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Kitchen Window
2:39 am
Wed September 12, 2012

Sorghum Travels From The South To The Mainstream

Rina Rapuano for NPR

Originally published on Wed September 12, 2012 8:01 am

Growing up in a household with predominantly New England and Italian cooking, I didn't have a whole lot of exposure to sorghum syrup, the molasseslike sweetener that maintains a following in the South and in some Midwest states. To be honest, I had never even heard of it or tried it until it started popping up on Washington, D.C., restaurant menus about a year ago. I've seen sorghum chili glaze on duck at one restaurant and sorghum syrup in cocktails and desserts at another. When I noticed sorghum seed incorporated into a salad, I knew sorghum was having a moment.

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The Salt
2:39 am
Wed September 12, 2012

Five Ways To Spot A Fake Online Review, Restaurant Or Otherwise

One sign that a restaurant review is a fake is if it gives a very high or very low rating without many specifics.
Bill Oxford iStockphoto.com

Originally published on Tue September 18, 2012 1:47 pm

Thinking of going to a nice restaurant? Before you decide, you probably go online and read reviews of the place from other customers (or you listen to these actors read them to you). Online reviews of restaurants, travel deals, apps and just about anything you want to buy have become a powerful driver of consumer behavior. Unsurprisingly, they have also created a powerful incentive to cheat.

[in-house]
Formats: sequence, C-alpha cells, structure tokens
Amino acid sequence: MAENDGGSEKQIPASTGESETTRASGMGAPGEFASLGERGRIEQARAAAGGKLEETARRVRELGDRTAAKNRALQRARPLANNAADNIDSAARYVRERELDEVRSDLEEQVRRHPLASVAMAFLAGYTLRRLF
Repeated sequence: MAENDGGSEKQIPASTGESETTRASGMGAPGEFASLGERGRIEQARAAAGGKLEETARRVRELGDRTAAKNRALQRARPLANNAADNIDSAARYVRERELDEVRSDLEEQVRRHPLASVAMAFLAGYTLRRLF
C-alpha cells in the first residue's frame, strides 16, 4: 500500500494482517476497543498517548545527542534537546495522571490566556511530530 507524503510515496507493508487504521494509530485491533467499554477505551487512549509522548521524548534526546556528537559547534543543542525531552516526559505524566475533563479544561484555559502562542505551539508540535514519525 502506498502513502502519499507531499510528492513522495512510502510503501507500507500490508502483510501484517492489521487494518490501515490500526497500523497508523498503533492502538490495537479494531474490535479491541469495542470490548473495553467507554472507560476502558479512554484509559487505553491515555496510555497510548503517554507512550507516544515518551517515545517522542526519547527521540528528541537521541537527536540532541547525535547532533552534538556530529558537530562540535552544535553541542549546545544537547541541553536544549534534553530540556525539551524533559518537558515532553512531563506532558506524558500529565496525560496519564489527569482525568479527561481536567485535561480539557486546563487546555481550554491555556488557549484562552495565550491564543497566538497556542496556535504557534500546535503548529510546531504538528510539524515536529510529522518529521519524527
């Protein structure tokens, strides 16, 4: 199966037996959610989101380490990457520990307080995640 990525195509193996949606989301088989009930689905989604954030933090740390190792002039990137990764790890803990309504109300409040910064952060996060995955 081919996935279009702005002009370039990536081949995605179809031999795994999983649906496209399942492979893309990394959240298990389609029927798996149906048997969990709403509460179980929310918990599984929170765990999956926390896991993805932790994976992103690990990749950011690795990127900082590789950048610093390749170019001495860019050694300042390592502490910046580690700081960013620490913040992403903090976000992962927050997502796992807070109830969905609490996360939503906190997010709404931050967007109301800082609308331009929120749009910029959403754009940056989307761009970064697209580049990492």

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National Security
2:39 am
Wed September 12, 2012

Software, Not Just Bullets, Puts Military At Odds

Soldiers use DCGS-A software at Aberdeen Proving Ground in Maryland.
U.S. Army

Originally published on Wed September 12, 2012 8:28 pm

Military commanders, government officials and members of Congress have long wrangled over which weapon systems are needed. Now, there's an argument over what computer software should be provided to soldiers in Afghanistan. It's a defense dispute for the digital age.

In recent years, the ability to analyze data has become almost as important to U.S. war-fighters as the guns they use.

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Law
2:38 am
Wed September 12, 2012

U.S. Grows An Industrial Complex Along The Border

A Border Patrol agent offers water to two men caught after illegally entering the U.S. through the Arizona desert. Roughly 80,000 federal workers have jobs related to immigration enforcement.
Ted Robbins NPR

Originally published on Wed September 12, 2012 8:28 pm

The United States' southern border bristles with technology and manpower designed to catch illegal immigrants and drug smugglers. Since 1986, the government has spent hundreds of billions of dollars on fences, aircraft, detention centers and agents.

But even as federal budgets shrink and illegal immigration ebbs, experts say that there's no end in sight for the growth of the border-industrial complex.

A Growing Investment On The Border

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Sweetness And Light
9:03 pm
Tue September 11, 2012

NFL's West Coast Teams Have An Edge: The Sandman

Quarterback Matt Stafford and the Detroit Lions will travel to San Francisco to play the 49ers Sunday night. Because their body clocks are set to the Eastern time zone, the Lions could be at a disadvantage.
Rick Osentoski AP

Originally published on Wed September 12, 2012 8:28 pm

Hi! Are you a gambler? Do you like to bet football? Then this is your lucky day, for if you'll just stay tuned, I'm gonna offer you a free money-back guarantee: how you, too, can pick an NFL winner. Just don't turn that dial, and listen to this important message.

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